The compliment to the translatress is daintily conceived. Nothing is choicer in that sort of writing than to bring in some remote, impossible parallel,--as between a great empress and the inobtrusive, quiet soul who digged her noiseless way so perseveringly through that rugged Paraguay mine. How she Dobrizhoffered it all out, it puzzles my slender Latinity to conjecture. Why do you seem to sanction Landor's unfeeling allegorizing away of honest Quixote? He may as well say Strap is meant to symbolize the Scottish nation before the Union, and Random since that Act of dubious issue; or that Partridge means the Mystical Man, and Lady Bellaston typifies the Woman upon Many Waters. Gebir, indeed, may mean the state of the hop markets last month, for anything I know to the contrary. That all Spain overflowed with romancical books (as Madge Newcastle calls them) was no reason that Cervantes should not smile at the matter of them; nor even a reason that, in another mood, he might not multiply them, deeply as he was tinctured with the essence of them. Quixote is the father of gentle ridicule, and at the same time the very depository and treasury of chivalry and highest notions. Marry, when somebody persuaded Cervantes that he meant only fun, and put him upon writing that unfortunate Second Part, with the confederacies of that unworthy duke and most contemptible duchess, Cervantes sacrificed his instinct to his understanding.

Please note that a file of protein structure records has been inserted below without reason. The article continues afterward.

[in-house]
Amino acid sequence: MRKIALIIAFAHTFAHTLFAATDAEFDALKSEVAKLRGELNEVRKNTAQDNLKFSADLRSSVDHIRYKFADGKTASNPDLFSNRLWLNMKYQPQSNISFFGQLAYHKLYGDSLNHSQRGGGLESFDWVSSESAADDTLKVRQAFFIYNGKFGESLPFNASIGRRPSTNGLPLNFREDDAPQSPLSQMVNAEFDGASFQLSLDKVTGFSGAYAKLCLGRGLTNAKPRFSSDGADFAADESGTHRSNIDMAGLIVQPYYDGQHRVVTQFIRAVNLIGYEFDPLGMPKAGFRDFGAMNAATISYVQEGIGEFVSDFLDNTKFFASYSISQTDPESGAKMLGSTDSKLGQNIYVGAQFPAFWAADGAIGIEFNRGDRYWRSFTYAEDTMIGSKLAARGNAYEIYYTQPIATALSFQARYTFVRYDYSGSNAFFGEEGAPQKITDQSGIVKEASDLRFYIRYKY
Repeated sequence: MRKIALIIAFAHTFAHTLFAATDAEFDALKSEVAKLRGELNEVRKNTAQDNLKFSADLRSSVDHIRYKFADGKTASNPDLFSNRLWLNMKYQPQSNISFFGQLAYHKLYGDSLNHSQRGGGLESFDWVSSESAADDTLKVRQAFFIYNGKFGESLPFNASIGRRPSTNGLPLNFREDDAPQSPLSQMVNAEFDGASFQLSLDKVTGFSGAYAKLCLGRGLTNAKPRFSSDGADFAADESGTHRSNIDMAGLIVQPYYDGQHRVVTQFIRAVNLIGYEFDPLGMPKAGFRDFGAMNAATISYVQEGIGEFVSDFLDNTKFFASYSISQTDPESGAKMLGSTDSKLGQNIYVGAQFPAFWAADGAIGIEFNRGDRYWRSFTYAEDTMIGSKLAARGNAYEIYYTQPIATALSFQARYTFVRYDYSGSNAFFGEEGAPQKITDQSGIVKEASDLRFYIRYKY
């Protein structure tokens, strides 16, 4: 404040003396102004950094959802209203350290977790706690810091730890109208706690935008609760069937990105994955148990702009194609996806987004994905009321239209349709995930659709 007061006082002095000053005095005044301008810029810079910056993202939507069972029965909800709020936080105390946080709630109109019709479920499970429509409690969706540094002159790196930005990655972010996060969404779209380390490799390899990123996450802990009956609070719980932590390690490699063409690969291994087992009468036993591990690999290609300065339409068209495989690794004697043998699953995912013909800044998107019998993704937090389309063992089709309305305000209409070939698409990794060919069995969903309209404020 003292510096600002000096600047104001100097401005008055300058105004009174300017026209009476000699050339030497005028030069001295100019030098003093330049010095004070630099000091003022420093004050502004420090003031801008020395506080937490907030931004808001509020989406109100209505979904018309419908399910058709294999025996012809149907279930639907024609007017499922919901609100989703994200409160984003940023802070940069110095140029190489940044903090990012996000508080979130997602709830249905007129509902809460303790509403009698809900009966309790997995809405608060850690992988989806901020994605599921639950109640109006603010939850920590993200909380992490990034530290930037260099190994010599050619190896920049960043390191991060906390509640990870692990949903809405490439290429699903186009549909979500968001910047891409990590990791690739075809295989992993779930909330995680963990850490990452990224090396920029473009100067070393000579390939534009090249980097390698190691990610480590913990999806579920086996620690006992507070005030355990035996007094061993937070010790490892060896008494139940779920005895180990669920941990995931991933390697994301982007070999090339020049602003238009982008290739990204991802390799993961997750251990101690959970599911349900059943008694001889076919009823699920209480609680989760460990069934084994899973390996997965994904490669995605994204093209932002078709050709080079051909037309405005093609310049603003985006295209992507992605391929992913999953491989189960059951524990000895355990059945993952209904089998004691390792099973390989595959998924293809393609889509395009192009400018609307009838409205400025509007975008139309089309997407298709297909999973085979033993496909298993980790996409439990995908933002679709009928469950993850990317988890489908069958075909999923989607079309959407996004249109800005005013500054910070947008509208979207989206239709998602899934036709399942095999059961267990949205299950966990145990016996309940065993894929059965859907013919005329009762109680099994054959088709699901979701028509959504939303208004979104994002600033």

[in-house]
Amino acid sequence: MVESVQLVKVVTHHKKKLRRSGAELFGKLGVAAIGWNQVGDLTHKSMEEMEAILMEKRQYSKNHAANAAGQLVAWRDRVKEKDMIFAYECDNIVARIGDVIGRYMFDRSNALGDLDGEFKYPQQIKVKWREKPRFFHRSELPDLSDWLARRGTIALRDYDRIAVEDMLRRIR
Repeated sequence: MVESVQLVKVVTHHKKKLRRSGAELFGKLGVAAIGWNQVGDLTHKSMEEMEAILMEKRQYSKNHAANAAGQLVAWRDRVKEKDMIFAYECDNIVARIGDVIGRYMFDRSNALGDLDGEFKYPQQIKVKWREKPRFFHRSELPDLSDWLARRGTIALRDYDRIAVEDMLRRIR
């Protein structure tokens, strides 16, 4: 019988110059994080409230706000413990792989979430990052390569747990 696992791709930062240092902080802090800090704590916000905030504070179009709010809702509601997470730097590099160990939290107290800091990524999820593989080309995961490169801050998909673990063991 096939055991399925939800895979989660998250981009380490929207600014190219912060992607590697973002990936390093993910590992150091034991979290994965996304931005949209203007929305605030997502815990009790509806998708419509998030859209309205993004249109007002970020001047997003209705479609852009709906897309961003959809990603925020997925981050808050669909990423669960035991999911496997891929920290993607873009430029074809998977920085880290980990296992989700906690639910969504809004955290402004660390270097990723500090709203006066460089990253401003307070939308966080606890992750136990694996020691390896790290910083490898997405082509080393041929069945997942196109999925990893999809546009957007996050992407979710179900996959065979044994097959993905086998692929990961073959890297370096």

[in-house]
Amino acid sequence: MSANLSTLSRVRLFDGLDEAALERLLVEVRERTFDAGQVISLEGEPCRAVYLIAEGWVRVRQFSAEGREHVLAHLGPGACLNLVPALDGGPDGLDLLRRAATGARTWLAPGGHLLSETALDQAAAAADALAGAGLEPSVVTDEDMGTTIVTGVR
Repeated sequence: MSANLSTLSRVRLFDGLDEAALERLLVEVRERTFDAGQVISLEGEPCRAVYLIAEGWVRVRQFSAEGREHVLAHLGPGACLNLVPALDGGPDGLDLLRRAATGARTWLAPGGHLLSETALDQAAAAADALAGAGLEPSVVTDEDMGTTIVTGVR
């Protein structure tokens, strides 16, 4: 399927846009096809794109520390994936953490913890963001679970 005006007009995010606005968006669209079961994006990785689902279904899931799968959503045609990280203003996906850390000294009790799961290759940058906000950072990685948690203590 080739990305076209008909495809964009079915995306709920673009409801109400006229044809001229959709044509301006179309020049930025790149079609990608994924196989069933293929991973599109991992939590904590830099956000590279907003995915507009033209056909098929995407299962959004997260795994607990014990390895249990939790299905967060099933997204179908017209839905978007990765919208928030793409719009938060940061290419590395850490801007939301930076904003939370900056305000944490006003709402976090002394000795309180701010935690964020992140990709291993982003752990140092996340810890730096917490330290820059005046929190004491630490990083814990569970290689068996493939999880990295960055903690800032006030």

We got your little book but last night, being at Enfield, to which place we came about a month since, and are having quiet holidays. Mary walks her twelve miles a day some days, and I my twenty on others. 'T is all holiday with me now, you know; the change works admirably.

For literary news, in my poor way, I have a one-act farce [1] going to be acted at Haymarket; but when? is the question, 'Tis an extravaganza, and like enough to follow "Mr. H." "The London Magazine" has shifted its publishers once more, and I shall shift myself out of it. It is fallen. My ambition is not at present higher than to write nonsense for the playhouses, to eke out a something contracted income. Tempus erat. There was a time, my dear Cornwallis, when the muse, etc. But I am now in Mac Flecknoe's predicament,--

"Promised a play, and dwindled to a farce." Coleridge is better (was, at least, a few weeks since) than he has been for years. His accomplishing his book at last has been a source of vigor to him. We are on a half visit to his friend Allsop, at a Mrs. Leishman's, Enfield, but expect to be at Colebrooke Cottage in a week or so, where, or anywhere, I shall be always most happy to receive tidings from you. G. Dyer is in the height of an uxorious paradise. His honeymoon will not wane till he wax cold. Never was a more happy pair, since Acme and Septimius, and longer. Farewell, with many thanks, dear S. Our loves to all round your Wrekin.

Your old friend,

C. LAMB.

[1] Probably "The Pawnbroker's Daughter," which happily was not destined to be performed.--AINGER.


Charles Lamb